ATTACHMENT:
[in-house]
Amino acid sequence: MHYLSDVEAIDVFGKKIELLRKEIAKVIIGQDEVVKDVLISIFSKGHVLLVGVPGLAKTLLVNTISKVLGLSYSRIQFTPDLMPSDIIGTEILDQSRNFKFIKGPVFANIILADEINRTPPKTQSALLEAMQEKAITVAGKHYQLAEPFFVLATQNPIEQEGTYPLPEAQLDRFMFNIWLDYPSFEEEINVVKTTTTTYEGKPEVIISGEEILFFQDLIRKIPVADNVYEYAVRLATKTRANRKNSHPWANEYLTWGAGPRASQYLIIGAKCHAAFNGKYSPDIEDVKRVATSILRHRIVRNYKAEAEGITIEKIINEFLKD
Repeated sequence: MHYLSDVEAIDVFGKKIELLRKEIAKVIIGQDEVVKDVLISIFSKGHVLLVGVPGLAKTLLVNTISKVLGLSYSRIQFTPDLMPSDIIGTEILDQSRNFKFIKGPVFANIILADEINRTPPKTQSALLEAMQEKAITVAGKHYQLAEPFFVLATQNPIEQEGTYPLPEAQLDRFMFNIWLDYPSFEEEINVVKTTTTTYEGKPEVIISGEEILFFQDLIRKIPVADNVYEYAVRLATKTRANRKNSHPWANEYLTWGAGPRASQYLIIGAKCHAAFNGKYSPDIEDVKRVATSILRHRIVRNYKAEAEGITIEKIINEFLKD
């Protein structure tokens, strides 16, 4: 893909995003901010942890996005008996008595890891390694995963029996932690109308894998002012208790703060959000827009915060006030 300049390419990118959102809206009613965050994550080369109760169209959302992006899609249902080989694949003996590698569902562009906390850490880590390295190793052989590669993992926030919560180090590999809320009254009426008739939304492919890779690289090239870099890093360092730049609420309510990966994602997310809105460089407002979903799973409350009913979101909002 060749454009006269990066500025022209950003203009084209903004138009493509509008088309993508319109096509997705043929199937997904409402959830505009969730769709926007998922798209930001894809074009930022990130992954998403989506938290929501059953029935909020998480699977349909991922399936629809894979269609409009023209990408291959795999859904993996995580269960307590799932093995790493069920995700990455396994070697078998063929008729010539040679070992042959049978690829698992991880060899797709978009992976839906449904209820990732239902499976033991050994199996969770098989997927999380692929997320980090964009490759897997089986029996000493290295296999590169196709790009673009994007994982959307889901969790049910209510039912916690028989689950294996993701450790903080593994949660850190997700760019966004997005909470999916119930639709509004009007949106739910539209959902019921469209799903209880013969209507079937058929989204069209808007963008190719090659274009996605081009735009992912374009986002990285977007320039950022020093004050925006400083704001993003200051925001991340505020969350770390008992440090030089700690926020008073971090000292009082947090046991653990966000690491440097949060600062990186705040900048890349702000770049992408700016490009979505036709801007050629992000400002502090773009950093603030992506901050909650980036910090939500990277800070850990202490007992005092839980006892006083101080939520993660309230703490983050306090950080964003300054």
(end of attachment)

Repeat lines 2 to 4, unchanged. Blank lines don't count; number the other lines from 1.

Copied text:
Amino acid sequence: MHYLSDVEAIDVFGKKIELLRKEIAKVIIGQDEVVKDVLISIFSKGHVLLVGVPGLAKTLLVNTISKVLGLSYSRIQFTPDLMPSDIIGTEILDQSRNFKFIKGPVFANIILADEINRTPPKTQSALLEAMQEKAITVAGKHYQLAEPFFVLATQNPIEQEGTYPLPEAQLDRFMFNIWLDYPSFEEEINVVKTTTTTYEGKPEVIISGEEILFFQDLIRKIPVADNVYEYAVRLATKTRANRKNSHPWANEYLTWGAGPRASQYLIIGAKCHAAFNGKYSPDIEDVKRVATSILRHRIVRNYKAEAEGITIEKIINEFLKD
Repeated sequence: MHYLSDVEAIDVFGKKIELLRKEIAKVIIGQDEVVKDVLISIFSKGHVLLVGVPGLAKTLLVNTISKVLGLSYSRIQFTPDLMPSDIIGTEILDQSRNFKFIKGPVFANIILADEINRTPPKTQSALLEAMQEKAITVAGKHYQLAEPFFVLATQNPIEQEGTYPLPEAQLDRFMFNIWLDYPSFEEEINVVKTTTTTYEGKPEVIISGEEILFFQDLIRKIPVADNVYEYAVRLATKTRANRKNSHPWANEYLTWGAGPRASQYLIIGAKCHAAFNGKYSPDIEDVKRVATSILRHRIVRNYKAEAEGITIEKIINEFLKD
């Protein structure tokens, strides 16, 4: 893909995003901010942890996005008996008595890891390694995963029996932690109308894998002012208790703060959000827009915060006030 300049390419990118959102809206009613965050994550080369109760169209959302992006899609249902080989694949003996590698569902562009906390850490880590390295190793052989590669993992926030919560180090590999809320009254009426008739939304492919890779690289090239870099890093360092730049609420309510990966994602997310809105460089407002979903799973409350009913979101909002 060749454009006269990066500025022209950003203009084209903004138009493509509008088309993508319109096509997705043929199937997904409402959830505009969730769709926007998922798209930001894809074009930022990130992954998403989506938290929501059953029935909020998480699977349909991922399936629809894979269609409009023209990408291959795999859904993996995580269960307590799932093995790493069920995700990455396994070697078998063929008729010539040679070992042959049978690829698992991880060899797709978009992976839906449904209820990732239902499976033991050994199996969770098989997927999380692929997320980090964009490759897997089986029996000493290295296999590169196709790009673009994007994982959307889901969790049910209510039912916690028989689950294996993701450790903080593994949660850190997700760019966004997005909470999916119930639709509004009007949106739910539209959902019921469209799903209880013969209507079937058929989204069209808007963008190719090659274009996605081009735009992912374009986002990285977007320039950022020093004050925006400083704001993003200051925001991340505020969350770390008992440090030089700690926020008073971090000292009082947090046991653990966000690491440097949060600062990186705040900048890349702000770049992408700016490009979505036709801007050629992000400002502090773009950093603030992506901050909650980036910090939500990277800070850990202490007992005092839980006892006083101080939520993660309230703490983050306090950080964003300054």